- After cancer screenings for breast and colon cancers plummeted at the outset of the COVID-19 pandemic, they rebounded by the end of July, according to a new report in the Journal of General Internal Medicine that analyzed the private insurance claims of 6.8 million people ages 45 to 64.
- In fact, the rate of women seeking mammograms was higher by the end of July than in the months leading up to the pandemic. Prior to mid-March, or when the public health crisis began, the median weekly rate of mammogram screenings were 87.8 women per 10,000 beneficiaries. That figure improved to 88.2 screenings per 10,000 beneficiaries by the end of July.
- However, the rate of colonoscopies did not return to pre-pandemic levels, but returned to near normal, according to the researchers. In the months leading up to the crisis, median weekly colonoscopy rates were 15.1 per 10,000 beneficiaries and later rebounded to only 12.6 per 10,000 beneficiaries.
The fallout from the pandemic has fueled serious concerns about the long-term health consequences for Americans as they delayed care either due to pandemic-related restrictions or their own fears about returning to in-person care.
Healthcare facilities across the country shut down many of their operations for months in an effort to preserve precious resources and to stem the rising tide of cases. For hospitals the pause in electives meant losing out on $20 billion in care not delivered.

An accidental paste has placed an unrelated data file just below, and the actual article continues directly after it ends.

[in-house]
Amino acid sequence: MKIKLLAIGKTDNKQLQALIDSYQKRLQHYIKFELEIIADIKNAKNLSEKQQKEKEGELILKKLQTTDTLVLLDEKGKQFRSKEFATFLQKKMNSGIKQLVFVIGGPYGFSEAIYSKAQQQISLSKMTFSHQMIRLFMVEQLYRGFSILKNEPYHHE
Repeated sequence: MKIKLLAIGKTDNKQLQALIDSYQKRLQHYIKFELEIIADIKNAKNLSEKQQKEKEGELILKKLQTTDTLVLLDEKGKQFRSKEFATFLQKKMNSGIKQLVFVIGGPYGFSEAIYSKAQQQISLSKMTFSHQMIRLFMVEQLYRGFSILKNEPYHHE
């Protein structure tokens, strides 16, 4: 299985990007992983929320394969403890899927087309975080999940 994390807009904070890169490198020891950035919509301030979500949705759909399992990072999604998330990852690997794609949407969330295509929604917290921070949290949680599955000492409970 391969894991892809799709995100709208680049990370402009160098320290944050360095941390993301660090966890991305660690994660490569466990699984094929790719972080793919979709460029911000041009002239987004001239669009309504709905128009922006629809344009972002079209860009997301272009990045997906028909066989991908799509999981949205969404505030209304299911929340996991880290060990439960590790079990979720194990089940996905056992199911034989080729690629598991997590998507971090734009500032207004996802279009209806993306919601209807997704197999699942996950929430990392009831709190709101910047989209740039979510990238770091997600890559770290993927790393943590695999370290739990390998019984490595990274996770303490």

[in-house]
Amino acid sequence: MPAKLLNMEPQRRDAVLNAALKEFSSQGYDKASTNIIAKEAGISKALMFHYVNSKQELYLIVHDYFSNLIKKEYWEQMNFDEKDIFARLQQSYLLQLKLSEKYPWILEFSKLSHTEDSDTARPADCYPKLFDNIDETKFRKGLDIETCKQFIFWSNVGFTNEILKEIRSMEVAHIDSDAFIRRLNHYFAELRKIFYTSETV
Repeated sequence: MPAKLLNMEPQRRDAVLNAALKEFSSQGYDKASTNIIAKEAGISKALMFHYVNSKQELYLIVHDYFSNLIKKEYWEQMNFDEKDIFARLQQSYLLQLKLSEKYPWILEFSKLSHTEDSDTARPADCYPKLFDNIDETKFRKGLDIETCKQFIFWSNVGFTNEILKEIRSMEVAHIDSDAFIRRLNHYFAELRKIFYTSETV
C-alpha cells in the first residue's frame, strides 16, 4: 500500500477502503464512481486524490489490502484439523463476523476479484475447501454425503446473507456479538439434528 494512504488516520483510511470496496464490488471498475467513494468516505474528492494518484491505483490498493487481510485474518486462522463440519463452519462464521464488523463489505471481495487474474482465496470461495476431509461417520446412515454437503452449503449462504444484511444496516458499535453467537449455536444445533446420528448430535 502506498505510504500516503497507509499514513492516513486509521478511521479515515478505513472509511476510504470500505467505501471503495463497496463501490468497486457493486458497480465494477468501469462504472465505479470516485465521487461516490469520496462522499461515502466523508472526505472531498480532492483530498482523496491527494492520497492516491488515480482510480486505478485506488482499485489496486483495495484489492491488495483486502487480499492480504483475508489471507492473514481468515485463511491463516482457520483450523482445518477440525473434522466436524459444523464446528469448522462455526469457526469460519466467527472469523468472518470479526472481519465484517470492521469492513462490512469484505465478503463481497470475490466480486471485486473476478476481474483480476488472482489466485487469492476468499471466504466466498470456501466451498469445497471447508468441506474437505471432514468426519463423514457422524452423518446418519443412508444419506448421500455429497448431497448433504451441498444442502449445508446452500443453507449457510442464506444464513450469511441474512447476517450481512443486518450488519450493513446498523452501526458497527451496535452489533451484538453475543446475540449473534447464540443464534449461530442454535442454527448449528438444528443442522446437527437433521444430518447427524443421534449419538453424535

But as facilities reopened again, healthcare leaders continued to note depressed patients volumes, again stoking fears about the long-term health prospects for patients. Intervening early and detecting cancers sooner rather than later can lead to improved health outcomes for patients.
This latest report from researchers at Rand, Harvard Medical School and Castlight Health, may ease some of those worries. These adult patients returned for screenings even as the country saw a surge of cases in the summer in some areas, researchers highlighted.
"These are the first findings to show that, despite real fears about the consequences of drop-off in cancer screens, health facilities figured out how to pick this back up after the initial pandemic restrictions," Ryan McBain, lead author and policy researcher at Rand, said in a statement.
The medical claims data from Castlight, a health benefits manager for employer-sponsored plans, show cancer screenings for breast cancer and colonoscopies cratered in April, falling 96% and 95%, respectively.
Researchers pointed out that the rate of decline for colonoscopies was more pronounced in high-income counties. No significant demographic trends were evident in the rates of mammograms.
Still, there are limitations to this research, which may temper some of the enthusiasm.
The report does not include data for the uninsured or those with public plans such as Medicare or Medicaid. And it does not take into account alternate forms of colorectal cancer screenings such as FOBT, or fecal occult blood tests, which test stool samples for signs of cancer.
As more more data roll in on 2020, researchers have been keen to study patient volume trends.
A Commonwealth Fund report found that outpatient visits held steady in the last month of 2020 even amid another surge in cases. However, looking at the entirety of 2020, the study found trends varied by age group. While pediatric offices were hit the hardest, visits to certain specialists, including the rheumatologist, actually exceeded pre-pandemic levels.